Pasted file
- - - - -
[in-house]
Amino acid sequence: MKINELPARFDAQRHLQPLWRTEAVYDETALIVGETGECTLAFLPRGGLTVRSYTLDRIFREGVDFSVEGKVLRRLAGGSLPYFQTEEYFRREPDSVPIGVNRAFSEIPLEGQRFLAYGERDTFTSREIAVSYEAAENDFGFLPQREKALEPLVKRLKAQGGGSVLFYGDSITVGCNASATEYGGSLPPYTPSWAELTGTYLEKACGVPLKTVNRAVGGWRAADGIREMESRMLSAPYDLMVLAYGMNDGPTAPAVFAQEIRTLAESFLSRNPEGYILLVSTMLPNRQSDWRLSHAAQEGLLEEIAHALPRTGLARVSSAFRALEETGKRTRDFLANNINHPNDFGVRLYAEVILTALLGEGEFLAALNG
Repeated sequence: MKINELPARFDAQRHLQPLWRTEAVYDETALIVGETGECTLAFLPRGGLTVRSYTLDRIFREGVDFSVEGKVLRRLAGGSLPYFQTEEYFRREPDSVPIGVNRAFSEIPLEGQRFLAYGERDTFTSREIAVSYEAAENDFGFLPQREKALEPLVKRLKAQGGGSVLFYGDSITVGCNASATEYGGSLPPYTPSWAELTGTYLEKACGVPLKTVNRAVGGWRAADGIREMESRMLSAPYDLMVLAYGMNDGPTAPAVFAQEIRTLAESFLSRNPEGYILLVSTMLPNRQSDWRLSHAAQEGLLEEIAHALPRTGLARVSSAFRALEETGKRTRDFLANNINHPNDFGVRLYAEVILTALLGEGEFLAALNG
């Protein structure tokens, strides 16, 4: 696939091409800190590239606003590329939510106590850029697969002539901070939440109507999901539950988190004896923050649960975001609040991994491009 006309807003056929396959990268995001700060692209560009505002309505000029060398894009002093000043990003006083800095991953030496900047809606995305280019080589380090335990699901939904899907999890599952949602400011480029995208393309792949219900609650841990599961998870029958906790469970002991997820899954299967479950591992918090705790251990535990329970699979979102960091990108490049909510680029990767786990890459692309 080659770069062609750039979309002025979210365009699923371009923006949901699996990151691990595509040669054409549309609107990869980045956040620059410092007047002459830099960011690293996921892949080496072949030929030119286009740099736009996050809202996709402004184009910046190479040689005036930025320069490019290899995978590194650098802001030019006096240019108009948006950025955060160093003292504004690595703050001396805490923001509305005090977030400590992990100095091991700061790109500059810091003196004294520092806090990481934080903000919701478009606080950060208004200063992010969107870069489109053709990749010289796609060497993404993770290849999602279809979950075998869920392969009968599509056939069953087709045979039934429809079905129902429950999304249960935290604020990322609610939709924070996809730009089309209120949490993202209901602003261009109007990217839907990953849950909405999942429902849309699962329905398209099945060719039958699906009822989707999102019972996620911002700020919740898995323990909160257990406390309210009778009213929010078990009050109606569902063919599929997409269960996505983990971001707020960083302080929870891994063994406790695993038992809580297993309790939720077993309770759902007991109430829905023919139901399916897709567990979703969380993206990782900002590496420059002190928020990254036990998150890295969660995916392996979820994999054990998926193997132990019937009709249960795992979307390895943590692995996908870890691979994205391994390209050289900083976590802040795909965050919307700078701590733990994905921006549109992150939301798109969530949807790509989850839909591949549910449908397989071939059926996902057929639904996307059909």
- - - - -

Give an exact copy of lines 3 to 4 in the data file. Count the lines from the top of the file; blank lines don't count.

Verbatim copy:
Repeated sequence: MKINELPARFDAQRHLQPLWRTEAVYDETALIVGETGECTLAFLPRGGLTVRSYTLDRIFREGVDFSVEGKVLRRLAGGSLPYFQTEEYFRREPDSVPIGVNRAFSEIPLEGQRFLAYGERDTFTSREIAVSYEAAENDFGFLPQREKALEPLVKRLKAQGGGSVLFYGDSITVGCNASATEYGGSLPPYTPSWAELTGTYLEKACGVPLKTVNRAVGGWRAADGIREMESRMLSAPYDLMVLAYGMNDGPTAPAVFAQEIRTLAESFLSRNPEGYILLVSTMLPNRQSDWRLSHAAQEGLLEEIAHALPRTGLARVSSAFRALEETGKRTRDFLANNINHPNDFGVRLYAEVILTALLGEGEFLAALNG
């Protein structure tokens, strides 16, 4: 696939091409800190590239606003590329939510106590850029697969002539901070939440109507999901539950988190004896923050649960975001609040991994491009 006309807003056929396959990268995001700060692209560009505002309505000029060398894009002093000043990003006083800095991953030496900047809606995305280019080589380090335990699901939904899907999890599952949602400011480029995208393309792949219900609650841990599961998870029958906790469970002991997820899954299967479950591992918090705790251990535990329970699979979102960091990108490049909510680029990767786990890459692309 080659770069062609750039979309002025979210365009699923371009923006949901699996990151691990595509040669054409549309609107990869980045956040620059410092007047002459830099960011690293996921892949080496072949030929030119286009740099736009996050809202996709402004184009910046190479040689005036930025320069490019290899995978590194650098802001030019006096240019108009948006950025955060160093003292504004690595703050001396805490923001509305005090977030400590992990100095091991700061790109500059810091003196004294520092806090990481934080903000919701478009606080950060208004200063992010969107870069489109053709990749010289796609060497993404993770290849999602279809979950075998869920392969009968599509056939069953087709045979039934429809079905129902429950999304249960935290604020990322609610939709924070996809730009089309209120949490993202209901602003261009109007990217839907990953849950909405999942429902849309699962329905398209099945060719039958699906009822989707999102019972996620911002700020919740898995323990909160257990406390309210009778009213929010078990009050109606569902063919599929997409269960996505983990971001707020960083302080929870891994063994406790695993038992809580297993309790939720077993309770759902007991109430829905023919139901399916897709567990979703969380993206990782900002590496420059002190928020990254036990998150890295969660995916392996979820994999054990998926193997132990019937009709249960795992979307390895943590692995996908870890691979994205391994390209050289900083976590802040795909965050919307700078701590733990994905921006549109992150939301798109969530949807790509989850839909591949549910449908397989071939059926996902057929639904996307059909």